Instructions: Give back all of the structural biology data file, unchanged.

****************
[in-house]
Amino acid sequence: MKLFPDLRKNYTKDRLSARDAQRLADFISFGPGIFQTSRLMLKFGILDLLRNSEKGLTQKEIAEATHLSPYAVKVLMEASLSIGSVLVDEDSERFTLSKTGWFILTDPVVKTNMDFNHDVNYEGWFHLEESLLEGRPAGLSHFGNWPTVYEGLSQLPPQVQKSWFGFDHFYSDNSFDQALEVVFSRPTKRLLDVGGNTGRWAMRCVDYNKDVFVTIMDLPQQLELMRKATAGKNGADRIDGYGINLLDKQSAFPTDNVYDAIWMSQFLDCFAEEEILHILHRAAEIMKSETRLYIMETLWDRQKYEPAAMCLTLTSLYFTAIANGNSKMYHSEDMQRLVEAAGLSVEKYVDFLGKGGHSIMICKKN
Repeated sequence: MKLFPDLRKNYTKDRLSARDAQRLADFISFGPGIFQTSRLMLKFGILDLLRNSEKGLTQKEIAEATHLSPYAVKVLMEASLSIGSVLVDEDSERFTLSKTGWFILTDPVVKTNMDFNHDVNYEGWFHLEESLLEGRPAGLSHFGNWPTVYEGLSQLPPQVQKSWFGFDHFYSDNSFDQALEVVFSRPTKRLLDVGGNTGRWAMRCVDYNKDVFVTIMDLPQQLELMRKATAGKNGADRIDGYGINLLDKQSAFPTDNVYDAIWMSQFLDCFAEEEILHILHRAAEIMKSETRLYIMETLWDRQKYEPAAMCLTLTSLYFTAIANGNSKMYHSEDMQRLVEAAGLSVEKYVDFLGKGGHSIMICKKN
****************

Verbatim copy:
[in-house]
Amino acid sequence: MKLFPDLRKNYTKDRLSARDAQRLADFISFGPGIFQTSRLMLKFGILDLLRNSEKGLTQKEIAEATHLSPYAVKVLMEASLSIGSVLVDEDSERFTLSKTGWFILTDPVVKTNMDFNHDVNYEGWFHLEESLLEGRPAGLSHFGNWPTVYEGLSQLPPQVQKSWFGFDHFYSDNSFDQALEVVFSRPTKRLLDVGGNTGRWAMRCVDYNKDVFVTIMDLPQQLELMRKATAGKNGADRIDGYGINLLDKQSAFPTDNVYDAIWMSQFLDCFAEEEILHILHRAAEIMKSETRLYIMETLWDRQKYEPAAMCLTLTSLYFTAIANGNSKMYHSEDMQRLVEAAGLSVEKYVDFLGKGGHSIMICKKN
Repeated sequence: MKLFPDLRKNYTKDRLSARDAQRLADFISFGPGIFQTSRLMLKFGILDLLRNSEKGLTQKEIAEATHLSPYAVKVLMEASLSIGSVLVDEDSERFTLSKTGWFILTDPVVKTNMDFNHDVNYEGWFHLEESLLEGRPAGLSHFGNWPTVYEGLSQLPPQVQKSWFGFDHFYSDNSFDQALEVVFSRPTKRLLDVGGNTGRWAMRCVDYNKDVFVTIMDLPQQLELMRKATAGKNGADRIDGYGINLLDKQSAFPTDNVYDAIWMSQFLDCFAEEEILHILHRAAEIMKSETRLYIMETLWDRQKYEPAAMCLTLTSLYFTAIANGNSKMYHSEDMQRLVEAAGLSVEKYVDFLGKGGHSIMICKKN